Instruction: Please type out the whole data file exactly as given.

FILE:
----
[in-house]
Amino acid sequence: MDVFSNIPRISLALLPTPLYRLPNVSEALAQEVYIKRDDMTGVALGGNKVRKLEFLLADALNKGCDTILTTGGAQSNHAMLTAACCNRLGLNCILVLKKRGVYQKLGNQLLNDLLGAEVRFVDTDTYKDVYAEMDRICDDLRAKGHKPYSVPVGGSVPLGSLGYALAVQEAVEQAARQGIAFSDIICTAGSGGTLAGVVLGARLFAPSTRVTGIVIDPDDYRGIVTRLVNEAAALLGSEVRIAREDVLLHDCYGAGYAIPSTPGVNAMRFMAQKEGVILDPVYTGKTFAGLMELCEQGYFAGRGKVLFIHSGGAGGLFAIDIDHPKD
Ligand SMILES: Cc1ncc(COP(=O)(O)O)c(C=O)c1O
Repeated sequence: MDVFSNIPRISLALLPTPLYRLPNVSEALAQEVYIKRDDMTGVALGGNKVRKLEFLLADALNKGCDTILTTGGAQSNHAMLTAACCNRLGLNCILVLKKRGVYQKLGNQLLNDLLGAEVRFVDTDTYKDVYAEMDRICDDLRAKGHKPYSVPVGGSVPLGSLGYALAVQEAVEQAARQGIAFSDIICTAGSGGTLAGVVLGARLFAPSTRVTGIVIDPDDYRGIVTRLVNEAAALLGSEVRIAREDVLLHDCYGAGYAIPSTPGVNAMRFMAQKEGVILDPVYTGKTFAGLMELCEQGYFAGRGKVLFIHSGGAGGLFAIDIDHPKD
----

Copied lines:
[in-house]
Amino acid sequence: MDVFSNIPRISLALLPTPLYRLPNVSEALAQEVYIKRDDMTGVALGGNKVRKLEFLLADALNKGCDTILTTGGAQSNHAMLTAACCNRLGLNCILVLKKRGVYQKLGNQLLNDLLGAEVRFVDTDTYKDVYAEMDRICDDLRAKGHKPYSVPVGGSVPLGSLGYALAVQEAVEQAARQGIAFSDIICTAGSGGTLAGVVLGARLFAPSTRVTGIVIDPDDYRGIVTRLVNEAAALLGSEVRIAREDVLLHDCYGAGYAIPSTPGVNAMRFMAQKEGVILDPVYTGKTFAGLMELCEQGYFAGRGKVLFIHSGGAGGLFAIDIDHPKD
Ligand SMILES: Cc1ncc(COP(=O)(O)O)c(C=O)c1O
Repeated sequence: MDVFSNIPRISLALLPTPLYRLPNVSEALAQEVYIKRDDMTGVALGGNKVRKLEFLLADALNKGCDTILTTGGAQSNHAMLTAACCNRLGLNCILVLKKRGVYQKLGNQLLNDLLGAEVRFVDTDTYKDVYAEMDRICDDLRAKGHKPYSVPVGGSVPLGSLGYALAVQEAVEQAARQGIAFSDIICTAGSGGTLAGVVLGARLFAPSTRVTGIVIDPDDYRGIVTRLVNEAAALLGSEVRIAREDVLLHDCYGAGYAIPSTPGVNAMRFMAQKEGVILDPVYTGKTFAGLMELCEQGYFAGRGKVLFIHSGGAGGLFAIDIDHPKD